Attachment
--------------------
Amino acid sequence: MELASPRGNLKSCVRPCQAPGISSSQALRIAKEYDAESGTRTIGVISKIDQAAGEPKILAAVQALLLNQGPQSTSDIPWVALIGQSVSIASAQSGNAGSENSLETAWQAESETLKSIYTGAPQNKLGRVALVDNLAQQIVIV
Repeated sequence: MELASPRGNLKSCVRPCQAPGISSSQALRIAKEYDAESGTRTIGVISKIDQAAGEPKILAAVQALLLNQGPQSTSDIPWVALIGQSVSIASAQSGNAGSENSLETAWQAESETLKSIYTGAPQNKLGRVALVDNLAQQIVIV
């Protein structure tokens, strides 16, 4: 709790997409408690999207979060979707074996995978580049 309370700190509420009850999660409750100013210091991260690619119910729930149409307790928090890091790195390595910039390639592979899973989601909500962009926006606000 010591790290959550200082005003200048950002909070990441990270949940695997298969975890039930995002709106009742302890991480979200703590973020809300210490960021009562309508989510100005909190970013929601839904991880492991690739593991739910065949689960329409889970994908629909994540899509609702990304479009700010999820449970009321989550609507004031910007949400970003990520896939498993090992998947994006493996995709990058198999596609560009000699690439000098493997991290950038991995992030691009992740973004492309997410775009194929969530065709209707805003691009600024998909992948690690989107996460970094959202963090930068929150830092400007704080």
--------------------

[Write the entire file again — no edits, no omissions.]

Amino acid sequence: MELASPRGNLKSCVRPCQAPGISSSQALRIAKEYDAESGTRTIGVISKIDQAAGEPKILAAVQALLLNQGPQSTSDIPWVALIGQSVSIASAQSGNAGSENSLETAWQAESETLKSIYTGAPQNKLGRVALVDNLAQQIVIV
Repeated sequence: MELASPRGNLKSCVRPCQAPGISSSQALRIAKEYDAESGTRTIGVISKIDQAAGEPKILAAVQALLLNQGPQSTSDIPWVALIGQSVSIASAQSGNAGSENSLETAWQAESETLKSIYTGAPQNKLGRVALVDNLAQQIVIV
């Protein structure tokens, strides 16, 4: 709790997409408690999207979060979707074996995978580049 309370700190509420009850999660409750100013210091991260690619119910729930149409307790928090890091790195390595910039390639592979899973989601909500962009926006606000 010591790290959550200082005003200048950002909070990441990270949940695997298969975890039930995002709106009742302890991480979200703590973020809300210490960021009562309508989510100005909190970013929601839904991880492991690739593991739910065949689960329409889970994908629909994540899509609702990304479009700010999820449970009321989550609507004031910007949400970003990520896939498993090992998947994006493996995709990058198999596609560009000699690439000098493997991290950038991995992030691009992740973004492309997410775009194929969530065709209707805003691009600024998909992948690690989107996460970094959202963090930068929150830092400007704080």